Thursday, October 27, 2005

Dingwall Affair is "Completely Obfuscated"

An independent audit of Dingwall's expenses puts him in the clear as to his expenses, or as David would say, it "completely exonerates" him.


The criteria the audit used to "exonerate" Dingwall, as required by the board of directors, were: Were Mint rules were followed?

This says nothing about the actual rules themselves, or if value-for-money that was obtained.

In fact, the limited scope of the audit raises more questions than it answers. If his expenses were "legit" by the rules of the Mint, why was Dingwall able to expense golf memberships?

If most of the expenses were on staff, why was staff included in his office expenses? Why weren't they part of the staff of the Mint, and paid a regular salary?

What if any controls does the Mint place on the absolute dollar amounts spent by their chief officers? Are they allowed to infinitely spend money as long as receipts were retained?

To all the conservatives beating themselves up about poor Dingwall's reputation: grab your ****. Relax. Pallister has a right to be upset about the spending of a man who thinks that the Mint spending has no connection to the Canadian Taxpayer.

This is the same guy who said to Guite "You won't rat on them. You won't rat on us" and you're worried about how questioning his expenses looks?

mk looks at the Dingwall here:
Now, it’s certain that the review completed by the auditors was done according to Canadian accounting standards, that’s a given. When a firm is hired to conduct a review or an audit, it will use due diligence within its scope to issue an unbiased, honest answer — they must as their reputation and liability are on the line.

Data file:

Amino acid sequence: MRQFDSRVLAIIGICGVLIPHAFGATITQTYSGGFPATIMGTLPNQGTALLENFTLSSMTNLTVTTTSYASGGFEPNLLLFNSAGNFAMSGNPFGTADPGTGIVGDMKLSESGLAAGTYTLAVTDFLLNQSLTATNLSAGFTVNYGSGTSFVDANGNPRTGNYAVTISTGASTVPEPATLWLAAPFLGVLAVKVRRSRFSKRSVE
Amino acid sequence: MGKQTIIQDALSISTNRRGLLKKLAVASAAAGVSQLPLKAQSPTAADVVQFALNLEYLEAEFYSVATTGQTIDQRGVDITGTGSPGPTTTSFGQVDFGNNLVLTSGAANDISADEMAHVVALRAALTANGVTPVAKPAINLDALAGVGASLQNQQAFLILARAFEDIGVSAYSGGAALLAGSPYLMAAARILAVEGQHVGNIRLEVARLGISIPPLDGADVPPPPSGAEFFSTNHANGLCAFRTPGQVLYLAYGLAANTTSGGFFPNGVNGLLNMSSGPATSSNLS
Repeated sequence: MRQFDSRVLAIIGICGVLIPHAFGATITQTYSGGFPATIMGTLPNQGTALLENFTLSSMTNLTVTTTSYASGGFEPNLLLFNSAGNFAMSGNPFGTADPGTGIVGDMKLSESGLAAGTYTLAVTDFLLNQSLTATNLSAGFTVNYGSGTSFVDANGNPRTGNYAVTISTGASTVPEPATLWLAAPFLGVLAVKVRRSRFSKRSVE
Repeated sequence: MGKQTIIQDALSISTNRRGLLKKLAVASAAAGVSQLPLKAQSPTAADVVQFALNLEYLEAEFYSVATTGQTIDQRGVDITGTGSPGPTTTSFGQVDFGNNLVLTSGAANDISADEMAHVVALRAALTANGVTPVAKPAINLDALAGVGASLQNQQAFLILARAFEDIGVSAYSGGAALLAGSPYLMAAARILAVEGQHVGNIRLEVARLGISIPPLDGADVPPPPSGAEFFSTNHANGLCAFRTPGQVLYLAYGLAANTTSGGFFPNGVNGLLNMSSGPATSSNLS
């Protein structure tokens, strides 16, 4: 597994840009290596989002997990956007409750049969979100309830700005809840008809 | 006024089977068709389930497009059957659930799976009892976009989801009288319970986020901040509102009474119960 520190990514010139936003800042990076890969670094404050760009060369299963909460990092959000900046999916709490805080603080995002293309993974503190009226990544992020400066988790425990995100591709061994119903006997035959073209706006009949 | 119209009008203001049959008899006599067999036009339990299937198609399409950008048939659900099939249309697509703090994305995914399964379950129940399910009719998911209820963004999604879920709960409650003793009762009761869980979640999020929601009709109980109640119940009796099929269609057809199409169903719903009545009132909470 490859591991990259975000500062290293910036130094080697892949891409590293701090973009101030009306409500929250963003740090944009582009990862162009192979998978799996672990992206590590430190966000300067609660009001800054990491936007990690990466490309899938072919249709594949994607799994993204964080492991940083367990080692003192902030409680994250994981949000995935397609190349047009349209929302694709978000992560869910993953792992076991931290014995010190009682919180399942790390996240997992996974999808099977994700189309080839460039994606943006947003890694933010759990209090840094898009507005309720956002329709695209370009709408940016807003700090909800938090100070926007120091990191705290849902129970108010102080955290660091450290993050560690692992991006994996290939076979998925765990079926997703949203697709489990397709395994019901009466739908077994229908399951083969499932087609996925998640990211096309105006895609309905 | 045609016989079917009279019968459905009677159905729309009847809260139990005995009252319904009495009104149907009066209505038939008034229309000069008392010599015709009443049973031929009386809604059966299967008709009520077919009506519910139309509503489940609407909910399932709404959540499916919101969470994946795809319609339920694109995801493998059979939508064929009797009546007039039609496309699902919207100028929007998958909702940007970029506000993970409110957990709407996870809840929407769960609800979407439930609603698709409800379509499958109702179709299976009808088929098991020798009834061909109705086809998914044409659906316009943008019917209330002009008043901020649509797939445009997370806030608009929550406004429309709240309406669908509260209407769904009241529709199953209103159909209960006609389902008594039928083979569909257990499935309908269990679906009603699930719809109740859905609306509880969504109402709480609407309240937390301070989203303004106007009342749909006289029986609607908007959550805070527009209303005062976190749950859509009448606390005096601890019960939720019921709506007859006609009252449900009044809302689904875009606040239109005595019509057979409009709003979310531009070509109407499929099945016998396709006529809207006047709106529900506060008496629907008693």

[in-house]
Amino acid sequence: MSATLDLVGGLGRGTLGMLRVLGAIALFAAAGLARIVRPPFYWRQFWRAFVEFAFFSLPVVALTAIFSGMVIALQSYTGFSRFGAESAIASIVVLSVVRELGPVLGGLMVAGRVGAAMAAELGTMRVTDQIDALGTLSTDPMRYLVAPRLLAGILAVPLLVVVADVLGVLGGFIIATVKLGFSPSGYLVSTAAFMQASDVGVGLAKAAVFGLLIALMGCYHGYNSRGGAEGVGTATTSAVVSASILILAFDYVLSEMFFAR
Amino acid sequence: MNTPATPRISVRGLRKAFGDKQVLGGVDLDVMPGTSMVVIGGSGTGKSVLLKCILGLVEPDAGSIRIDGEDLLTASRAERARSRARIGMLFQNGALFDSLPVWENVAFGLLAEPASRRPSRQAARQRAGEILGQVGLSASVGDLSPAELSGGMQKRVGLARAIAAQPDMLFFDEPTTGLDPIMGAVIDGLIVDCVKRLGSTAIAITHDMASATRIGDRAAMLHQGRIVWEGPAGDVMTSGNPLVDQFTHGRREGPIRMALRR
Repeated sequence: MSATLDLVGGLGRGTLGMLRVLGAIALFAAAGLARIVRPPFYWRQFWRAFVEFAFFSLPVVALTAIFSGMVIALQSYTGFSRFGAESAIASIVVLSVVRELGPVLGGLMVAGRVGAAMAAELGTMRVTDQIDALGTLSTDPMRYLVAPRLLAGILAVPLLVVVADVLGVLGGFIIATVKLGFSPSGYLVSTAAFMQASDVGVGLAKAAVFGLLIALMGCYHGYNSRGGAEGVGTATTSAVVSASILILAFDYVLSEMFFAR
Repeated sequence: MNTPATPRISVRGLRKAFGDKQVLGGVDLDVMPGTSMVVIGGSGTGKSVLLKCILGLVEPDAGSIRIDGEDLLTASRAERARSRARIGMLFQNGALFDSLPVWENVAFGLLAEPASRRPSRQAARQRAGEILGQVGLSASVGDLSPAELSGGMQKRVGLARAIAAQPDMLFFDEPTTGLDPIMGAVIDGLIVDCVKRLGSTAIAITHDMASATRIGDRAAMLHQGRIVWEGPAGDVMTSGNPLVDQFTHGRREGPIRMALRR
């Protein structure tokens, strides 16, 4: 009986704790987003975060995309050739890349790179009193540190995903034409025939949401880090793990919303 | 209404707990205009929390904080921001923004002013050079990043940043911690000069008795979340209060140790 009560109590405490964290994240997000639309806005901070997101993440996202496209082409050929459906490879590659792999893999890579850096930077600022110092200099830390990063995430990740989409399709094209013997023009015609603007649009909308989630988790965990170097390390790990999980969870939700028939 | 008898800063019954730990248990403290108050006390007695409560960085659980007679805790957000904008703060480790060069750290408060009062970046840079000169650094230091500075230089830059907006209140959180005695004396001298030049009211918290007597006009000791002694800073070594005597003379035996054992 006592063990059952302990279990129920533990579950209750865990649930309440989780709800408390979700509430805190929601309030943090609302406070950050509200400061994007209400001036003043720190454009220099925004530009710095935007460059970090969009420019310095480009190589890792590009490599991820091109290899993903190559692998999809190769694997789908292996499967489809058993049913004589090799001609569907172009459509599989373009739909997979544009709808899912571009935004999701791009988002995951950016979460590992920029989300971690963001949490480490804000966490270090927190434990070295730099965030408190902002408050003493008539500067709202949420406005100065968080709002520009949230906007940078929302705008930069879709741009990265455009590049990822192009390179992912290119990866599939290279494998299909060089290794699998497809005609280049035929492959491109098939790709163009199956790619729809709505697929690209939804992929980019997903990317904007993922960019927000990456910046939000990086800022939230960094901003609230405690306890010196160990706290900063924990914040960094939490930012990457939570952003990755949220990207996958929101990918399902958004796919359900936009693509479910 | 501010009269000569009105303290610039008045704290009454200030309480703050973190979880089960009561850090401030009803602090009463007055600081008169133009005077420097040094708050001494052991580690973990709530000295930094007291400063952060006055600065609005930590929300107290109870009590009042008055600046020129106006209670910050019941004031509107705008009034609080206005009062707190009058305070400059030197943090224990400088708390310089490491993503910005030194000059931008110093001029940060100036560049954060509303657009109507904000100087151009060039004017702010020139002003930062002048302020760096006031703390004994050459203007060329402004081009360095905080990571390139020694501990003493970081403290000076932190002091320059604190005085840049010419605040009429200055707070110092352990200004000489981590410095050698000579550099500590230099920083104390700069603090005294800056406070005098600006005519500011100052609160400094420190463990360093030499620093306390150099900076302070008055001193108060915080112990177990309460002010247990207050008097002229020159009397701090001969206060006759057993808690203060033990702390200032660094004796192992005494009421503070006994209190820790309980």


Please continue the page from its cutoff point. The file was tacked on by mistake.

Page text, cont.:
This is a side issue, but mk is putting a little too much stock in auditors. I'm training to be one, but even I know the industry is in disrepute because of serious ethical lapses. A good question to ask is whether PwC has other more lucrative management and advisory service contracts with the Mint.

We'll keep going:
Though, more often than not, if there were an aspect of the finances which was specifically left out of the scope by the client, then because numbers in accounting are so pervasive, the auditors probably would have been able to find fraudulent activity through other means - whether or not they would be able to state these findings in the review is uncertain. If this were the case, however, the firm might have rejected offering an opinion on the engagement it was hired to do. So it’s highly probable that the findings in the Dingwall audit are accurate — unless another audit was conducted that offered a different opinion, then you can be certain that the review is accurate.

The problem is not whether the sample size or immaterial amounts were left off the plate. I'm sure Dingwall has every last receipt, especially since he kept one for his gum.

The problem is the focus of the audit. What about conducting an operational audit, which would focus on the validity of the Mint's rules, and the controls in place to prevent out of control spending (receipts or no)? An operational audit would also focus on the value obtained for the money spent. Who are these staff members that he hired? What exactly did they do for a half million/year? How many? How much? Why did he need that many assistants?

I don't really doubt the findings of the audit, I just think the scope and restrictions placed on it render it meaningless.

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